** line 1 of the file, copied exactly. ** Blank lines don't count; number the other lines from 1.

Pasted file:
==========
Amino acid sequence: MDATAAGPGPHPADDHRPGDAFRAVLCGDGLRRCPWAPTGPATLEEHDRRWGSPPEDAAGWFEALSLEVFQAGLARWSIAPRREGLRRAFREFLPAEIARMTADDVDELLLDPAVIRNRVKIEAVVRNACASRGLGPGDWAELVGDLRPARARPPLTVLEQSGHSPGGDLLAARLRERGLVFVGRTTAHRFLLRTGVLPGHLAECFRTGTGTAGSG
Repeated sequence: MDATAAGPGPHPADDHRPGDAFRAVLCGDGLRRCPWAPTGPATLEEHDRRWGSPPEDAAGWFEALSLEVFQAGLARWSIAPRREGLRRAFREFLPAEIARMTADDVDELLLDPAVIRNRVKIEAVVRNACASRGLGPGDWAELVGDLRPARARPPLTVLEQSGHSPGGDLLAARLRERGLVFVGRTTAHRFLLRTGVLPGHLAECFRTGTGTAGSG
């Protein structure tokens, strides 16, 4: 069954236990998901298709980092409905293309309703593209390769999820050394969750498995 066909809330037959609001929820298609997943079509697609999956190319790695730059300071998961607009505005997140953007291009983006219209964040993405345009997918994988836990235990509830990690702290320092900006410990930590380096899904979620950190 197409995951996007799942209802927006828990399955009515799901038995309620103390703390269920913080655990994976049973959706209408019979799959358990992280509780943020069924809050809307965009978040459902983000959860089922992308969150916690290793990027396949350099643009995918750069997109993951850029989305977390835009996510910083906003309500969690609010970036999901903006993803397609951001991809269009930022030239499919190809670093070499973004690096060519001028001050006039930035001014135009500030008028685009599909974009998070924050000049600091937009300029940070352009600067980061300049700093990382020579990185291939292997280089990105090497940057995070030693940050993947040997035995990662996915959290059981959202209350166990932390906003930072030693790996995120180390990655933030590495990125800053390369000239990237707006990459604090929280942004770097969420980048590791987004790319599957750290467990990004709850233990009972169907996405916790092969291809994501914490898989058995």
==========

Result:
Amino acid sequence: MDATAAGPGPHPADDHRPGDAFRAVLCGDGLRRCPWAPTGPATLEEHDRRWGSPPEDAAGWFEALSLEVFQAGLARWSIAPRREGLRRAFREFLPAEIARMTADDVDELLLDPAVIRNRVKIEAVVRNACASRGLGPGDWAELVGDLRPARARPPLTVLEQSGHSPGGDLLAARLRERGLVFVGRTTAHRFLLRTGVLPGHLAECFRTGTGTAGSG